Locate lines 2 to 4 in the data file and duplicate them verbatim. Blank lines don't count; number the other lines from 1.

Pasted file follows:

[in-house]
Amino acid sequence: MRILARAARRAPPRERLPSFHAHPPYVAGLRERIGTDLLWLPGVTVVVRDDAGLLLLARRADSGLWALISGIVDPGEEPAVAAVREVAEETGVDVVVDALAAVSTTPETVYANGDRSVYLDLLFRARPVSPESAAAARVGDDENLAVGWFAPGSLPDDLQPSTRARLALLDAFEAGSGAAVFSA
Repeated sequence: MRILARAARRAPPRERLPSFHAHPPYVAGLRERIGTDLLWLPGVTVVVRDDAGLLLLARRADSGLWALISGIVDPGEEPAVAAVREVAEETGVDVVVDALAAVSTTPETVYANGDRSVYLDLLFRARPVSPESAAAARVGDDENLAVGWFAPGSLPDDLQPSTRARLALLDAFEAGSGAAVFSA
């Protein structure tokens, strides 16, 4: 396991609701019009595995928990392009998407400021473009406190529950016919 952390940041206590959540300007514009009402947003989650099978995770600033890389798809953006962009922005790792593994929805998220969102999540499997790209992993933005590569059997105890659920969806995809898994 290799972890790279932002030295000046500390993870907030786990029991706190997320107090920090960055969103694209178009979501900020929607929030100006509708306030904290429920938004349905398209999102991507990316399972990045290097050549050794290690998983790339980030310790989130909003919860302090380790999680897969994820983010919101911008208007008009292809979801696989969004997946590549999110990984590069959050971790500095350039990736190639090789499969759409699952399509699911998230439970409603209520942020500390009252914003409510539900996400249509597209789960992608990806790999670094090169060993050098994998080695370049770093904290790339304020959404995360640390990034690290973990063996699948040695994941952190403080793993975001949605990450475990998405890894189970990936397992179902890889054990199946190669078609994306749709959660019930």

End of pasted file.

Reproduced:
Amino acid sequence: MRILARAARRAPPRERLPSFHAHPPYVAGLRERIGTDLLWLPGVTVVVRDDAGLLLLARRADSGLWALISGIVDPGEEPAVAAVREVAEETGVDVVVDALAAVSTTPETVYANGDRSVYLDLLFRARPVSPESAAAARVGDDENLAVGWFAPGSLPDDLQPSTRARLALLDAFEAGSGAAVFSA
Repeated sequence: MRILARAARRAPPRERLPSFHAHPPYVAGLRERIGTDLLWLPGVTVVVRDDAGLLLLARRADSGLWALISGIVDPGEEPAVAAVREVAEETGVDVVVDALAAVSTTPETVYANGDRSVYLDLLFRARPVSPESAAAARVGDDENLAVGWFAPGSLPDDLQPSTRARLALLDAFEAGSGAAVFSA
């Protein structure tokens, strides 16, 4: 396991609701019009595995928990392009998407400021473009406190529950016919 952390940041206590959540300007514009009402947003989650099978995770600033890389798809953006962009922005790792593994929805998220969102999540499997790209992993933005590569059997105890659920969806995809898994 290799972890790279932002030295000046500390993870907030786990029991706190997320107090920090960055969103694209178009979501900020929607929030100006509708306030904290429920938004349905398209999102991507990316399972990045290097050549050794290690998983790339980030310790989130909003919860302090380790999680897969994820983010919101911008208007008009292809979801696989969004997946590549999110990984590069959050971790500095350039990736190639090789499969759409699952399509699911998230439970409603209520942020500390009252914003409510539900996400249509597209789960992608990806790999670094090169060993050098994998080695370049770093904290790339304020959404995360640390990034690290973990063996699948040695994941952190403080793993975001949605990450475990998405890894189970990936397992179902890889054990199946190669078609994306749709959660019930």